Automating MongoDB with SaltStack

Onyancha Brian Henry

Database deployment for a multiple number of servers becomes more complex and time consuming with time when adding new resources or making changes. In addition, there is a likelihood of human errors that may lead to catastrophic outcomes whenever the system is configured manually.  

A database deployment automation tool will enable us to deploy a database across multiple servers ranging from development to production environments. The results from an automated deployment are reliable, more efficient and predictable besides providing the current state information of your nodes which can be further used to plan for resources you will need to add to your servers. With a well-managed deployment, the productivity of both development and operational teams improves thereby enabling the business to develop faster, accomplish more and due to easy frequent deployment, the overall software setup will be ultimately better and function reliably for end-users. 

MongoDB can be deployed manually but the task becomes more and more cumbersome when you have to configure a cluster of many members being hosted on different servers. We therefore need to resolve to use an automotive tool that can save us the stress. Some of the available tools that can be used include Puppet, Chef, Ansible, and SaltStack.

The main benefits of deploying your MongoDB with any of these tools are:

  1. Time saving. Imagine having 50 nodes for your database and you need to update MongoDB version for each. This will take you ages going through the process. However, with an automatic tool, you will just need to write some instructions and issues a command to do the rest of the update for you. Developers will then have time to work on new features rather than fixing manual deployments.
  2. Reduced errors hence customer satisfaction. Making new updates may introduce errors to a database system especially if the configuration has to be done manually. With a tool like SaltStack, removing manual steps reduces human error and frequent updates with new features will address customer needs hence keeping the organization competitive.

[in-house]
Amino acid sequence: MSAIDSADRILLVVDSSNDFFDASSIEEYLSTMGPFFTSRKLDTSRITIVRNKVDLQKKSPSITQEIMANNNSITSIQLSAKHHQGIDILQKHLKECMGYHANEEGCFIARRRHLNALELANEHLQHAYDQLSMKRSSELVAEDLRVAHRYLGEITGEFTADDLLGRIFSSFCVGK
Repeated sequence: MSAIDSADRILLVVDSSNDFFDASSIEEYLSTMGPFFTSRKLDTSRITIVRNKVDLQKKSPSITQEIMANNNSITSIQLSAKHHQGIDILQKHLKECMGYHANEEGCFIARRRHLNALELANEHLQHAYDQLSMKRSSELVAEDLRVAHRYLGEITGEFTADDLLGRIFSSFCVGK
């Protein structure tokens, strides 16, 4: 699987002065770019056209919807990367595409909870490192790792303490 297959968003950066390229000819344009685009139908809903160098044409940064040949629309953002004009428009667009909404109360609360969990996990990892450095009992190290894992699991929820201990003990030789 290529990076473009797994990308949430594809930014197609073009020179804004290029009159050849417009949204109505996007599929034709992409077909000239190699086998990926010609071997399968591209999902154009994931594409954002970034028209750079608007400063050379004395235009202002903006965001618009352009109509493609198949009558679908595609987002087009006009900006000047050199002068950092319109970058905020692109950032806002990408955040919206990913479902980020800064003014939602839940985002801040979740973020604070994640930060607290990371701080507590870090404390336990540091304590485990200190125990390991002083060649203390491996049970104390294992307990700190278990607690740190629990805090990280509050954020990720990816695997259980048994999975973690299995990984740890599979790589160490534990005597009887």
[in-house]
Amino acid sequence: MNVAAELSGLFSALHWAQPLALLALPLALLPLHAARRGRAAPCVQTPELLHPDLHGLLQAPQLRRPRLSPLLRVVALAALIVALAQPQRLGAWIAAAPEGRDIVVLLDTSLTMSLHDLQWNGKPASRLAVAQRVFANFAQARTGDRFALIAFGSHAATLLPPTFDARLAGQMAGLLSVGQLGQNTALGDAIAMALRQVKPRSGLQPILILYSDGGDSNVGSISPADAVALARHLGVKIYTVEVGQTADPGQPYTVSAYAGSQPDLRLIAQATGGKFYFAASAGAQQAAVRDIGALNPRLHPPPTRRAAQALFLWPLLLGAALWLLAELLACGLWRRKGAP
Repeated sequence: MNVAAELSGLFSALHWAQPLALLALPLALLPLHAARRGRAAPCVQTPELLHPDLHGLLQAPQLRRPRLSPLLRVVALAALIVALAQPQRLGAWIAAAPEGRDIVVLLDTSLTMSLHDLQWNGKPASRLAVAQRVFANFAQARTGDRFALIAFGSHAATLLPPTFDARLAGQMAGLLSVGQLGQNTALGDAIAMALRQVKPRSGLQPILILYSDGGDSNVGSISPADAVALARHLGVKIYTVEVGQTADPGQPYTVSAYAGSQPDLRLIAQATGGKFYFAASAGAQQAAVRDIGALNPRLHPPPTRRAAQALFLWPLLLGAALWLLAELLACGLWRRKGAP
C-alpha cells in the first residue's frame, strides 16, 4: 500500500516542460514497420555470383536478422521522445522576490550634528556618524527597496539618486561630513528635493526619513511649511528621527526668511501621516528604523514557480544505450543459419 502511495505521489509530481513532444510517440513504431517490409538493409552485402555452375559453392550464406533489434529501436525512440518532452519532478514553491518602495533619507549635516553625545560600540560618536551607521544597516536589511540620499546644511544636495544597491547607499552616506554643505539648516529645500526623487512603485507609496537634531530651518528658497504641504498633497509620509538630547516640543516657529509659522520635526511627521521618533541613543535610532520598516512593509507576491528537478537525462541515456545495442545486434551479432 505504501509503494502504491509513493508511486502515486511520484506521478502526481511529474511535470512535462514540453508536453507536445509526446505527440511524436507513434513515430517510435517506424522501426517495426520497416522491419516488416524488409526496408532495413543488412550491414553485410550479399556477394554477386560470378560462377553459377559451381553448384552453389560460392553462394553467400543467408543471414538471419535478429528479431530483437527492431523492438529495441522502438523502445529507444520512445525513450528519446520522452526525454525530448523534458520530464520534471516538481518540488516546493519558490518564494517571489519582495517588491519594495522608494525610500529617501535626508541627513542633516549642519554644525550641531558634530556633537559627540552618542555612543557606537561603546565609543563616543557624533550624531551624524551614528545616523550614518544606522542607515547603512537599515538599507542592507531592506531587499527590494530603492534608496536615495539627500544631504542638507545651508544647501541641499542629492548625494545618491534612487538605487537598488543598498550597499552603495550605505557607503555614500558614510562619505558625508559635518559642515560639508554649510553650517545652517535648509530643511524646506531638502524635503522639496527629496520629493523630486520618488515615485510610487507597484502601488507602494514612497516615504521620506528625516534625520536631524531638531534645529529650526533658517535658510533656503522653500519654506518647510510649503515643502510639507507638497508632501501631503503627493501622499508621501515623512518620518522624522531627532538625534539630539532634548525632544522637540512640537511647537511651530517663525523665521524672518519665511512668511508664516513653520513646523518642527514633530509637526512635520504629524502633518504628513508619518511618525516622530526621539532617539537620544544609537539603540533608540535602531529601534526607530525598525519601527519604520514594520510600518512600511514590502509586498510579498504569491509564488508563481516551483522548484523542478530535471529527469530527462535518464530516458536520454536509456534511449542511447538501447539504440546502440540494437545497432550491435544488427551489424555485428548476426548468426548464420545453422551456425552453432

3. Lower configuration cost. With a deployment tool, anyone can deploy even yourself since the process itself will be much easier. This will eliminate the need for experts to do the work and reduced errors

What is SaltStack

SaltStack is an open-source remote execution tool and a configuration management system developed in Python. 

The remote execution features are used to run commands on various machines in parallel with a flexible targeting system. If for example you have 3 server machines and you would like to install MongoDB for each, you can run the installation commands on these machines simultaneously from a master node. 

In terms of configuration management, a client-server interface is established to ease and securely transform the infrastructure components into the desired state.

SaltStack Architecture

The basic setup model for SaltStack is Client-Server where the server can be referred to as the master and the Clients as slaves. The master issues command or rather instructions as the controlling system that need to be executed by the clients/minions which are the controlled systems.

SaltSack Components

The following are what SaltStack is made of

  1. Master: Responsible for issuing instructions to the slaves and change them to the desired state after execution.
  2. Minion: It is the controlled system which needs to be transformed into some desired state.
  3. Salt Grains:  this is static data or metadata regarding the minion and it constitutes information like the model, serial number, memory capacity, and the Operating System. They are collected when the minion first connects to the server. They can be used for targeting a certain group of minions in relation to some aspect. For example, you can run a command stating, install MongoDB for all machines with a Windows operating system. 
  4. Execution Modules/instructions: These are Ad hoc commands issued to one or more target minions and are executed from the command line.